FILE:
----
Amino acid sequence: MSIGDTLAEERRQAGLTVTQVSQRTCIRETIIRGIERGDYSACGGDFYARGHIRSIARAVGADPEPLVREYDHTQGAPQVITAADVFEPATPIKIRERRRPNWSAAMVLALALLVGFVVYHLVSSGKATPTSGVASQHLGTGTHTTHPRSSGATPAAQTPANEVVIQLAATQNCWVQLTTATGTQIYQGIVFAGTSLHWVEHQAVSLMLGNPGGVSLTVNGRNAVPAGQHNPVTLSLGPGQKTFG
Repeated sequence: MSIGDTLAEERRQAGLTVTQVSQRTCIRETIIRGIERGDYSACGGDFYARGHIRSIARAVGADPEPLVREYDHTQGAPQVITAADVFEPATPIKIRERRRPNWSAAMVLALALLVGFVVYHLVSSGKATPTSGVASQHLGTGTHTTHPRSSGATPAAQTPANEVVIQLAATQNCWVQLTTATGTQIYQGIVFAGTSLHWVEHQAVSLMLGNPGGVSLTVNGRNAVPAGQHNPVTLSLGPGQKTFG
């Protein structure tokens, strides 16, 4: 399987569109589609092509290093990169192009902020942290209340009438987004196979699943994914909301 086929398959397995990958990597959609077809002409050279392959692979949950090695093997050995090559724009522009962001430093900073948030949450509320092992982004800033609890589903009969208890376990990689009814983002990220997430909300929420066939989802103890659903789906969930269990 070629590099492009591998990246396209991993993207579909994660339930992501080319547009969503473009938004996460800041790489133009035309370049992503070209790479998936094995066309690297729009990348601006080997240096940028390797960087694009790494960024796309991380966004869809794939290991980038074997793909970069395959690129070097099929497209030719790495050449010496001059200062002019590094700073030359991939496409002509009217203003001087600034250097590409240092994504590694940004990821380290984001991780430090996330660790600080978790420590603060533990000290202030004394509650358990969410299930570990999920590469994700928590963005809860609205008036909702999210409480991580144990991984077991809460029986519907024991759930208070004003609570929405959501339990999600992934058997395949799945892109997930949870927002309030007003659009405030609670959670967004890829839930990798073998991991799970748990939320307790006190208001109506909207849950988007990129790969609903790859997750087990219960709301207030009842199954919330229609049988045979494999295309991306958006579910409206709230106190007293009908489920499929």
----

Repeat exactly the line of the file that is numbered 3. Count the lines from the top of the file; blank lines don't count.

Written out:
């Protein structure tokens, strides 16, 4: 399987569109589609092509290093990169192009902020942290209340009438987004196979699943994914909301 086929398959397995990958990597959609077809002409050279392959692979949950090695093997050995090559724009522009962001430093900073948030949450509320092992982004800033609890589903009969208890376990990689009814983002990220997430909300929420066939989802103890659903789906969930269990 070629590099492009591998990246396209991993993207579909994660339930992501080319547009969503473009938004996460800041790489133009035309370049992503070209790479998936094995066309690297729009990348601006080997240096940028390797960087694009790494960024796309991380966004869809794939290991980038074997793909970069395959690129070097099929497209030719790495050449010496001059200062002019590094700073030359991939496409002509009217203003001087600034250097590409240092994504590694940004990821380290984001991780430090996330660790600080978790420590603060533990000290202030004394509650358990969410299930570990999920590469994700928590963005809860609205008036909702999210409480991580144990991984077991809460029986519907024991759930208070004003609570929405959501339990999600992934058997395949799945892109997930949870927002309030007003659009405030609670959670967004890829839930990798073998991991799970748990939320307790006190208001109506909207849950988007990129790969609903790859997750087990219960709301207030009842199954919330229609049988045979494999295309991306958006579910409206709230106190007293009908489920499929």